Flat Base

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Flat base patterns often form quietly, but the gains they launch can be explosive. These chart patterns frequently take shape when the broader market isn’t making much upward progress.

Flat Base

Flat bases tend to be shallow — no deeper than 15% from top to bottom.

And they can form in as little as five weeks, rather than the usual seven weeks required for other types of bases.

Flat bases sometimes occur after a stock rushes up from a previous base, then stalls. As its price moves in a narrow sideways range, its base looks rather flat on a stock chart.

In many cases, the stock is simply taking a break as it consolidates its gains and prepares to head higher. Think of it as a time when the stock is building up steam to propel its future takeoff.

To calculate the buy point of a flat base, add ten cents to the peak, which is usually on the base’s left side. That 10 cents is just added assurance that the stock has enough emerging strength to decisively rally above its earlier price high.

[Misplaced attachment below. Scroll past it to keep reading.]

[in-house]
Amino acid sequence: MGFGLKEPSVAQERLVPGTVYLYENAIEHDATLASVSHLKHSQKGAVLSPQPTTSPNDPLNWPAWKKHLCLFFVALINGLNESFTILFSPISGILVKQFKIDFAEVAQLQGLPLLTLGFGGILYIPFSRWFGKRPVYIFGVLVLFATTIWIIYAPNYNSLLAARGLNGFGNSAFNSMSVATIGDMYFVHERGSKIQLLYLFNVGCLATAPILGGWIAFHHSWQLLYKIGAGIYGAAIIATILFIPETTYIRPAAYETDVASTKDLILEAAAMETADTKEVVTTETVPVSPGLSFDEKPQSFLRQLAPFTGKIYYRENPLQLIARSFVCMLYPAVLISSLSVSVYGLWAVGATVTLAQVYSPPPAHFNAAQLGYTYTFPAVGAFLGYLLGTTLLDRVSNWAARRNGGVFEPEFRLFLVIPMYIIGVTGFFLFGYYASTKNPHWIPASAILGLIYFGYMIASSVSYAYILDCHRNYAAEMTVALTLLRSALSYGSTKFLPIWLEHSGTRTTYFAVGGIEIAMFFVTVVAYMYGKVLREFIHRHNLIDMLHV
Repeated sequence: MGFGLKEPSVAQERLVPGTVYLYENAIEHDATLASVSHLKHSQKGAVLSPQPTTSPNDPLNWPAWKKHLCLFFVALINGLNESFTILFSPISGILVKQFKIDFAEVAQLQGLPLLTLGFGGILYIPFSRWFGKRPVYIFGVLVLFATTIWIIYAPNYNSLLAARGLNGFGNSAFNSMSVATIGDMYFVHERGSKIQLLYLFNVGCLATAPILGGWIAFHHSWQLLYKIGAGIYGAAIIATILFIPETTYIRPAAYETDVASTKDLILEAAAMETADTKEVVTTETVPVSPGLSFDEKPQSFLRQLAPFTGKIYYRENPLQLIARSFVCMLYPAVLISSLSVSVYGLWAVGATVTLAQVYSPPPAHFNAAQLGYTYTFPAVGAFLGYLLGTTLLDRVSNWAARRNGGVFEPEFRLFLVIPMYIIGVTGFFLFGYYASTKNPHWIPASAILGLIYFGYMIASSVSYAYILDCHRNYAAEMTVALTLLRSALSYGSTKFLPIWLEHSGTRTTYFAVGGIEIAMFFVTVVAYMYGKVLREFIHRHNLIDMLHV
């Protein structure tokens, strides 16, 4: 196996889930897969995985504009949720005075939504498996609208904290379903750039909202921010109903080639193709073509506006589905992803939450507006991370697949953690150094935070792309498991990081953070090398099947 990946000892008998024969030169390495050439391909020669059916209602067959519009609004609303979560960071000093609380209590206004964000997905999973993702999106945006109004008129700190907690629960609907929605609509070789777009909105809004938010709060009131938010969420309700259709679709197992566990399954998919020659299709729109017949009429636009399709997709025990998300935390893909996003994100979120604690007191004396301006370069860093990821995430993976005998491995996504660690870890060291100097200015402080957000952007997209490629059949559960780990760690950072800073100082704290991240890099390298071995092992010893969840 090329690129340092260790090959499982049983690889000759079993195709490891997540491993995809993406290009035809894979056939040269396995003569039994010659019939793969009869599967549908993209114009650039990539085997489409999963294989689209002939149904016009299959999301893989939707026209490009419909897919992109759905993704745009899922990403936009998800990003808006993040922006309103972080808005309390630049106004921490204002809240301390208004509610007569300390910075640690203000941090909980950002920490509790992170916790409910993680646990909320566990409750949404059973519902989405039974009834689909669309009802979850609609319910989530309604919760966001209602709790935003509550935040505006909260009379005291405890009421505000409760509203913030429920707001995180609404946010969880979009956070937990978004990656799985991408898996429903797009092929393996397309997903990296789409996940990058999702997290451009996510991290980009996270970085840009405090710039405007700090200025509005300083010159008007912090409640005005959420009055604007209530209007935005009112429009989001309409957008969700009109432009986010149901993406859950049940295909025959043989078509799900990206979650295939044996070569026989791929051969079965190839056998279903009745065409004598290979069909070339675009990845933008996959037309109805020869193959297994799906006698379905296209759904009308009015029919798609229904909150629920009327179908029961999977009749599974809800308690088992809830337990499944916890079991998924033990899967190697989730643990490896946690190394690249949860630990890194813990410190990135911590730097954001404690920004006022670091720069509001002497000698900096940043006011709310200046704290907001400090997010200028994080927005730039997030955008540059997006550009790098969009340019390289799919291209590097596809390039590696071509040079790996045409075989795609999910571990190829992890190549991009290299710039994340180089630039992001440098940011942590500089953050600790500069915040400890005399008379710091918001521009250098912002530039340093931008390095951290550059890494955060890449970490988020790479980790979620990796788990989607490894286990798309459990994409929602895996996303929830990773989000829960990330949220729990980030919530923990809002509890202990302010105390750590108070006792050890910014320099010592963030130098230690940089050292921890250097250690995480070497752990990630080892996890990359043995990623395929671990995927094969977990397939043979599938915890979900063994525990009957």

For example, this chart shows the flat base Wabtec formed during an 11-week period in the winter of 2005.

Webtec

At the time, the Pennsylvania-based maker of rail and freight equipment had recently renewed its license agreements with Japan’s Nabtesco and Mitsubishi Electric Corp., marking the 80th year of their partnership. The two Japanese firms were the sole suppliers of braking equipment in that country’s railway market. They also served China, Taiwan and other Asian markets.

Its earnings growth rate had been in the 50%-plus range for the past six quarters. And its pretax margins had risen sharply in recent years.

The stock cleared a seven-month base in June 2005, and then scaled the charts.

In mid-November 2005 it paused and fell into what would become a flat base. It spent nearly three months carving out that chart pattern, and then broke out of the flat base on Jan. 24, 2006.

Its volume swelled nearly 90% above average that day as it made its big move.

This was the time to buy.

As we discussed earlier, to figure out the best price to buy, you would have added 10 cents to peak of the left side of the base, at $28.98. That gives you an ideal buy point of $29.08.